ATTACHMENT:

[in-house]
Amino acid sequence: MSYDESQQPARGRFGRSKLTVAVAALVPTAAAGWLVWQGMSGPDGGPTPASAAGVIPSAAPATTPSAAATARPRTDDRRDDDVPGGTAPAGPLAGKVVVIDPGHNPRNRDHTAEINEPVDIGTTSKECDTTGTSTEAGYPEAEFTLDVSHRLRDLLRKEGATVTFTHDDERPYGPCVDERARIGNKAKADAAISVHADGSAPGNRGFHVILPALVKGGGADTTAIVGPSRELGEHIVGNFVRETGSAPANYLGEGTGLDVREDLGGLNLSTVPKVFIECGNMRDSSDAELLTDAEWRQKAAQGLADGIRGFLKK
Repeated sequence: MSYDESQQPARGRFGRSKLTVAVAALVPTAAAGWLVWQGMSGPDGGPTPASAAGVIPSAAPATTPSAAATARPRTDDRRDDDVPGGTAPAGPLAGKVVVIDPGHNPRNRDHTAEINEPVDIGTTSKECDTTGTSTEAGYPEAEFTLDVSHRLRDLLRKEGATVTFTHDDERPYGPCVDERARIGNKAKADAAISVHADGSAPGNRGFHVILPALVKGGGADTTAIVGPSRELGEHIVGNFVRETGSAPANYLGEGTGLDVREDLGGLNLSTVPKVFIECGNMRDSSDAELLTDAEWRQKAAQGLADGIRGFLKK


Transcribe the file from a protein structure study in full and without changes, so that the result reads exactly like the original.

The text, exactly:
[in-house]
Amino acid sequence: MSYDESQQPARGRFGRSKLTVAVAALVPTAAAGWLVWQGMSGPDGGPTPASAAGVIPSAAPATTPSAAATARPRTDDRRDDDVPGGTAPAGPLAGKVVVIDPGHNPRNRDHTAEINEPVDIGTTSKECDTTGTSTEAGYPEAEFTLDVSHRLRDLLRKEGATVTFTHDDERPYGPCVDERARIGNKAKADAAISVHADGSAPGNRGFHVILPALVKGGGADTTAIVGPSRELGEHIVGNFVRETGSAPANYLGEGTGLDVREDLGGLNLSTVPKVFIECGNMRDSSDAELLTDAEWRQKAAQGLADGIRGFLKK
Repeated sequence: MSYDESQQPARGRFGRSKLTVAVAALVPTAAAGWLVWQGMSGPDGGPTPASAAGVIPSAAPATTPSAAATARPRTDDRRDDDVPGGTAPAGPLAGKVVVIDPGHNPRNRDHTAEINEPVDIGTTSKECDTTGTSTEAGYPEAEFTLDVSHRLRDLLRKEGATVTFTHDDERPYGPCVDERARIGNKAKADAAISVHADGSAPGNRGFHVILPALVKGGGADTTAIVGPSRELGEHIVGNFVRETGSAPANYLGEGTGLDVREDLGGLNLSTVPKVFIECGNMRDSSDAELLTDAEWRQKAAQGLADGIRGFLKK